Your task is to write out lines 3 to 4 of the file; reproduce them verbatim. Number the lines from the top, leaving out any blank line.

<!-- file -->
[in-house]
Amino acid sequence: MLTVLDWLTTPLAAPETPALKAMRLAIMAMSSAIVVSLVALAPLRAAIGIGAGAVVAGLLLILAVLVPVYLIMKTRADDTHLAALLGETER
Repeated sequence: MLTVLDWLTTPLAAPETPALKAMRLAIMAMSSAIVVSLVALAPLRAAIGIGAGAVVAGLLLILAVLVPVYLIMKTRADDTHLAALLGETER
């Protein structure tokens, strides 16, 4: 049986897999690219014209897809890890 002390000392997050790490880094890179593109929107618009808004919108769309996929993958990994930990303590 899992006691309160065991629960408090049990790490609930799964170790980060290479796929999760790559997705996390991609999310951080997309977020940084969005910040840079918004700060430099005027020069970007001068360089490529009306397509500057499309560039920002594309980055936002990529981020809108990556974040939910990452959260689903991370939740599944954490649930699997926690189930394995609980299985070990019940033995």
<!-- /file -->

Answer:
Repeated sequence: MLTVLDWLTTPLAAPETPALKAMRLAIMAMSSAIVVSLVALAPLRAAIGIGAGAVVAGLLLILAVLVPVYLIMKTRADDTHLAALLGETER
């Protein structure tokens, strides 16, 4: 049986897999690219014209897809890890 002390000392997050790490880094890179593109929107618009808004919108769309996929993958990994930990303590 899992006691309160065991629960408090049990790490609930799964170790980060290479796929999760790559997705996390991609999310951080997309977020940084969005910040840079918004700060430099005027020069970007001068360089490529009306397509500057499309560039920002594309980055936002990529981020809108990556974040939910990452959260689903991370939740599944954490649930699997926690189930394995609980299985070990019940033995």